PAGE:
Tensions have been rising in the Strait of Hormuz as the United States, together with its allies, continues its maximum pressure tactic against Iran, which threatens one of the most important global lifelines in the energy sector.
Washington unilaterally withdrew from a landmark Iran nuclear deal last year, resurrected sanctions on the Islamic republic and increased its military presence in the region, despite the fact that Iran had fully complied with the deal’s requirements.
Tehran responded with restarting its centrifuges and ramping up uranium enrichment activities.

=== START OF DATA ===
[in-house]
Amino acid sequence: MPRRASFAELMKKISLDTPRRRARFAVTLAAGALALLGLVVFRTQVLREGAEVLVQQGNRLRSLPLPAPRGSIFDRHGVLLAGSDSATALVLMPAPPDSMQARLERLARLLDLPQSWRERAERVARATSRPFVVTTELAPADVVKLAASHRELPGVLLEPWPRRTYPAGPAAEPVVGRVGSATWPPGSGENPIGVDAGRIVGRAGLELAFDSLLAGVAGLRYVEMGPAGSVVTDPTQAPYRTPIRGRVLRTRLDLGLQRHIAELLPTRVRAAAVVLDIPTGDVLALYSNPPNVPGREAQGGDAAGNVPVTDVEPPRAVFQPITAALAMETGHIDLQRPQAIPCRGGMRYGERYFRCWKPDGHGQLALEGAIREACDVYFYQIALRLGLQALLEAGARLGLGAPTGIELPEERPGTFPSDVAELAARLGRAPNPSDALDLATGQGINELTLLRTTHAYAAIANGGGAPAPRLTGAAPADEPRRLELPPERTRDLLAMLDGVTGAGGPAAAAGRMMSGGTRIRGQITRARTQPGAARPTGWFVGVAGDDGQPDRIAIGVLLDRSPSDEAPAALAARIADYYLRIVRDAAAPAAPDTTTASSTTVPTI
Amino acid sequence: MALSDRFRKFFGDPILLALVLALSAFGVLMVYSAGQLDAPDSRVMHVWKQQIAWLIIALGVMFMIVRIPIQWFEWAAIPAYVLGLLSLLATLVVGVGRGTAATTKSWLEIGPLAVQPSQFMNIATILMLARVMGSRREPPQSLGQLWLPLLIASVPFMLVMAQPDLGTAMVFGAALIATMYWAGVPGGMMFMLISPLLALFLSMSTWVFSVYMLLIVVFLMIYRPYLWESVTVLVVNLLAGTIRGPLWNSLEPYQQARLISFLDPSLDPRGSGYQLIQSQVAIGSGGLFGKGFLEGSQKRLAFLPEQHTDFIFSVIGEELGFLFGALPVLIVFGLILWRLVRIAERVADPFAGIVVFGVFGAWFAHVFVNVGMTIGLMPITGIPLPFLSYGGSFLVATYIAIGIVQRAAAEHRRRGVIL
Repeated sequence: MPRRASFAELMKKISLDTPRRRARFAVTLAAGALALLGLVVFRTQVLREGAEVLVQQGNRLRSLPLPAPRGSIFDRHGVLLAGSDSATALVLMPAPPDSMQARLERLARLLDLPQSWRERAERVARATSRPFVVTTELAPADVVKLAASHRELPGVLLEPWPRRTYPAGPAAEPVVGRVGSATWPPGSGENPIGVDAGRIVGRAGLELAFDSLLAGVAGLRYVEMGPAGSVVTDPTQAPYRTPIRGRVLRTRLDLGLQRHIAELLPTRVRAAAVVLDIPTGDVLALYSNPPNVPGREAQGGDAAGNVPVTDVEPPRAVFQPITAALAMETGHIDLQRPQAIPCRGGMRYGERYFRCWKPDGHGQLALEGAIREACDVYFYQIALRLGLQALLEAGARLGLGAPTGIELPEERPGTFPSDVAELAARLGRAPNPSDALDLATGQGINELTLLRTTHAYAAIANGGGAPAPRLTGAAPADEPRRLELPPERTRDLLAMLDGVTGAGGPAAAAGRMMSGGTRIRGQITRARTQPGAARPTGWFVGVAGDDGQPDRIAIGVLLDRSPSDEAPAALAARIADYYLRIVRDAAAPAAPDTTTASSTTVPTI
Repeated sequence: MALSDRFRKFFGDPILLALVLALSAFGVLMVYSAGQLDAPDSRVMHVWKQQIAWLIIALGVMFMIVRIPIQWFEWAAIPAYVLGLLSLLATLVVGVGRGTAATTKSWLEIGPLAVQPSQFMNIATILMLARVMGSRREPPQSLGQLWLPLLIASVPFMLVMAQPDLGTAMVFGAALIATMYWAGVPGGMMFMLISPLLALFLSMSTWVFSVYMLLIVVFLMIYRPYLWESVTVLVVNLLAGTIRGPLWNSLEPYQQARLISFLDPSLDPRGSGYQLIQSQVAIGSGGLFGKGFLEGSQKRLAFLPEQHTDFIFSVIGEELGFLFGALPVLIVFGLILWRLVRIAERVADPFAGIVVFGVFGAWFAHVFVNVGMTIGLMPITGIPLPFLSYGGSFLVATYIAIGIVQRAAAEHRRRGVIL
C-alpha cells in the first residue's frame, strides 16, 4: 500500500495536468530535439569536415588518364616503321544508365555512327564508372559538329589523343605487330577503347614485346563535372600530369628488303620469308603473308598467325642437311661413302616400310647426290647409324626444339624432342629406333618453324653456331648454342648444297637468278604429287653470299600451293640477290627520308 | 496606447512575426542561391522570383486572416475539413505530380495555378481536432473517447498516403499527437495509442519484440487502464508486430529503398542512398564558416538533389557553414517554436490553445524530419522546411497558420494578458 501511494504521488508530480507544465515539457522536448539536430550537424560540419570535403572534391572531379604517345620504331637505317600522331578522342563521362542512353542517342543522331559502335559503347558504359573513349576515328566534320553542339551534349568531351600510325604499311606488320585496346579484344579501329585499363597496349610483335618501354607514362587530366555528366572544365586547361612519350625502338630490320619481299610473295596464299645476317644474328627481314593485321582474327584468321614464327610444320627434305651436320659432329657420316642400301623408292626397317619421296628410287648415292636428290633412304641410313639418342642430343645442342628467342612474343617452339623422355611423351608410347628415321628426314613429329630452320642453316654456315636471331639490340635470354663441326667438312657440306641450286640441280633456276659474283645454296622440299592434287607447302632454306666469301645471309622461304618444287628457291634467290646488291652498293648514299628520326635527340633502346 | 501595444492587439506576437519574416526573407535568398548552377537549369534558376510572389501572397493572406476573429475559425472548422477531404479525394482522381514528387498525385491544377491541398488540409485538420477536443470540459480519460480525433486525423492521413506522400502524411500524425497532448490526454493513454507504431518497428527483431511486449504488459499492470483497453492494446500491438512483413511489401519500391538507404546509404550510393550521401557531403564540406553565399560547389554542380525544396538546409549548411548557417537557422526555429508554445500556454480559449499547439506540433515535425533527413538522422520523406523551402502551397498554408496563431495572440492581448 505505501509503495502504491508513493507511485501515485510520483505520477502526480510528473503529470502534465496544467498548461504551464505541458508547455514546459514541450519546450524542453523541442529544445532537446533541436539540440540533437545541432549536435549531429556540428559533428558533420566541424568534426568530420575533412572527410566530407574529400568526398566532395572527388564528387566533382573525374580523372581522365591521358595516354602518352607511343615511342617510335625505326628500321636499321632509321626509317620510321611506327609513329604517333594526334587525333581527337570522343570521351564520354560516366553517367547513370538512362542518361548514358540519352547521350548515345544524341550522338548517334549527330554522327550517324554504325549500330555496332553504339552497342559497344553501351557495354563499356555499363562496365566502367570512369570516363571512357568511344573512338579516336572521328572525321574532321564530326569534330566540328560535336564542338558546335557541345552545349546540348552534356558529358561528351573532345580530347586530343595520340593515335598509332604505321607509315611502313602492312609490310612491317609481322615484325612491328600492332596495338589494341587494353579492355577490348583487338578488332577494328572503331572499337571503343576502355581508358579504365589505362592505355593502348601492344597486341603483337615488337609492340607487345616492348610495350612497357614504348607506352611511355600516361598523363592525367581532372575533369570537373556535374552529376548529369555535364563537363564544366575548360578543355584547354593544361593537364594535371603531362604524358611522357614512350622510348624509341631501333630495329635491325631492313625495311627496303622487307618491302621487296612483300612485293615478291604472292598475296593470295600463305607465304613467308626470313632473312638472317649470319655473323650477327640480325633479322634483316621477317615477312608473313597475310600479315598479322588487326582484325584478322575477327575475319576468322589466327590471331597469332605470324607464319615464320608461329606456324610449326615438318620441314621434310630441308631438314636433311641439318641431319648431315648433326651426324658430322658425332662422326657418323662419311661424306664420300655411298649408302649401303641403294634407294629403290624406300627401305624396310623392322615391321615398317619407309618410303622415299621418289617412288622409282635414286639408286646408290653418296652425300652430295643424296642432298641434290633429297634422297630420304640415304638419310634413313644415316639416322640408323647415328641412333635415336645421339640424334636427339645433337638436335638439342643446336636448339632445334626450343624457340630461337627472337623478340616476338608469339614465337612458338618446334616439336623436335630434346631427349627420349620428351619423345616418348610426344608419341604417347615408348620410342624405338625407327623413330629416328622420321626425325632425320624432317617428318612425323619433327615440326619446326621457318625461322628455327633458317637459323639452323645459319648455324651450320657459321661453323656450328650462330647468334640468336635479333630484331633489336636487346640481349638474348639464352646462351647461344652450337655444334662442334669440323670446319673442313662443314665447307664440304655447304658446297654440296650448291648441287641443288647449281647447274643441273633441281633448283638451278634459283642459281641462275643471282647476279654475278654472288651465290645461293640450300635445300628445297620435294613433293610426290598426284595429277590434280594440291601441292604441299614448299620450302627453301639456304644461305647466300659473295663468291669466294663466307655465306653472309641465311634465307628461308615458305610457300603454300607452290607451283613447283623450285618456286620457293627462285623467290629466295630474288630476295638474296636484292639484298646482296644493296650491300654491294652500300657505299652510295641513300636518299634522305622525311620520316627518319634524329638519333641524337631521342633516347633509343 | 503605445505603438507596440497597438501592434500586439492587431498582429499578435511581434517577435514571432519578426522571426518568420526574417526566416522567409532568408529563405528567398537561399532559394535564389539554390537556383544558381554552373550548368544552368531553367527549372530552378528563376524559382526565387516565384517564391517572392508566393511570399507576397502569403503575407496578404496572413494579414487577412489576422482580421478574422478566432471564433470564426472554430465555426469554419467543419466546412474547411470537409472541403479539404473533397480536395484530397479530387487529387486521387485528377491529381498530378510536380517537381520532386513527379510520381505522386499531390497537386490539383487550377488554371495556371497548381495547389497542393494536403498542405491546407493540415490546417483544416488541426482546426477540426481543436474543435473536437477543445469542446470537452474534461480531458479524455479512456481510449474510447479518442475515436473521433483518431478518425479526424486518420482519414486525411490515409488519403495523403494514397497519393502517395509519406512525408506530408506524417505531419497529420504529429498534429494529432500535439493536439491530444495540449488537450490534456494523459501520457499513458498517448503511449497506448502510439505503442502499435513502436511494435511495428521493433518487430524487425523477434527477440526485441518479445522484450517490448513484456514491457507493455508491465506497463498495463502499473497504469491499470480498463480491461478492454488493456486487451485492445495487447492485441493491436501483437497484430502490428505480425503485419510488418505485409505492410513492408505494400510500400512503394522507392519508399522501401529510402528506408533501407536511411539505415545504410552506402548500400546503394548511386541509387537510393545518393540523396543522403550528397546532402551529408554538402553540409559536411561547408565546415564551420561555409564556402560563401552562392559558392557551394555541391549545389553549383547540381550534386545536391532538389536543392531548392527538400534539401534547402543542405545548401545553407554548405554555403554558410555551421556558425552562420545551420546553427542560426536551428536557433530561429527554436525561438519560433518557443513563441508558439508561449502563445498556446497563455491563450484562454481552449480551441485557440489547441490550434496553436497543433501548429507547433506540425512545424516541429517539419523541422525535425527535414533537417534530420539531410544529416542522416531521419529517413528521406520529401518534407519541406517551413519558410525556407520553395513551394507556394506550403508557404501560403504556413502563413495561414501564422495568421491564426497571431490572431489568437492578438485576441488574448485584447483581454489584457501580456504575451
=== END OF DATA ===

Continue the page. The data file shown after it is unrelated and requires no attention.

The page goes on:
Iran seized a British-flagged tanker in the strait last week in retaliation for the seizure of an Iranian ship by the police of Gibraltar, which is seen by Britain as its overseas territory, earlier this month.
Moreover, the United States and Iran have announced that they shot down each other’s drones in the region, another sign of a major Gulf escalation.
The Strait of Hormuz, situated between the Persian Gulf and the Gulf of Oman, provides the only passage connecting the Gulf and the Arabian Sea.
Although it is only 33 km wide at its narrowest point, with the shipping lane 3 km wide in either direction, the strait is one of the world’s busiest shipping lanes and most important waterways for oil.
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